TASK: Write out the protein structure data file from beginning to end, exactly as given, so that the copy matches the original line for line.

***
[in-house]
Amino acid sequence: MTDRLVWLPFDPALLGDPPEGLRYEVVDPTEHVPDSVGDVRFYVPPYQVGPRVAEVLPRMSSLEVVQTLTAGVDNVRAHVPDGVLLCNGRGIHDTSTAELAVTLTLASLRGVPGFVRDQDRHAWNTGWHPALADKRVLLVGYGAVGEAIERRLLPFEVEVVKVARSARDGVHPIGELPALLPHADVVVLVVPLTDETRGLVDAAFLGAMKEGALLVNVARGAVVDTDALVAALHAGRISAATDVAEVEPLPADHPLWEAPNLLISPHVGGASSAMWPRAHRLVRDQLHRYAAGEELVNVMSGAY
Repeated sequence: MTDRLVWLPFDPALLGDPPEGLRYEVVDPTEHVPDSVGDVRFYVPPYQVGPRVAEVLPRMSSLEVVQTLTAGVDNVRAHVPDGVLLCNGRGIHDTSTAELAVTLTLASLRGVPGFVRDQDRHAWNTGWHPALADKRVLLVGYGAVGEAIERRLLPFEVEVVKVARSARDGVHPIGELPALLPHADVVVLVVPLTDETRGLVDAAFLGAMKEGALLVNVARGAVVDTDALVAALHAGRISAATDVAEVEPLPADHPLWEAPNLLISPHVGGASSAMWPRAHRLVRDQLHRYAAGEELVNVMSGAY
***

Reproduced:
[in-house]
Amino acid sequence: MTDRLVWLPFDPALLGDPPEGLRYEVVDPTEHVPDSVGDVRFYVPPYQVGPRVAEVLPRMSSLEVVQTLTAGVDNVRAHVPDGVLLCNGRGIHDTSTAELAVTLTLASLRGVPGFVRDQDRHAWNTGWHPALADKRVLLVGYGAVGEAIERRLLPFEVEVVKVARSARDGVHPIGELPALLPHADVVVLVVPLTDETRGLVDAAFLGAMKEGALLVNVARGAVVDTDALVAALHAGRISAATDVAEVEPLPADHPLWEAPNLLISPHVGGASSAMWPRAHRLVRDQLHRYAAGEELVNVMSGAY
Repeated sequence: MTDRLVWLPFDPALLGDPPEGLRYEVVDPTEHVPDSVGDVRFYVPPYQVGPRVAEVLPRMSSLEVVQTLTAGVDNVRAHVPDGVLLCNGRGIHDTSTAELAVTLTLASLRGVPGFVRDQDRHAWNTGWHPALADKRVLLVGYGAVGEAIERRLLPFEVEVVKVARSARDGVHPIGELPALLPHADVVVLVVPLTDETRGLVDAAFLGAMKEGALLVNVARGAVVDTDALVAALHAGRISAATDVAEVEPLPADHPLWEAPNLLISPHVGGASSAMWPRAHRLVRDQLHRYAAGEELVNVMSGAY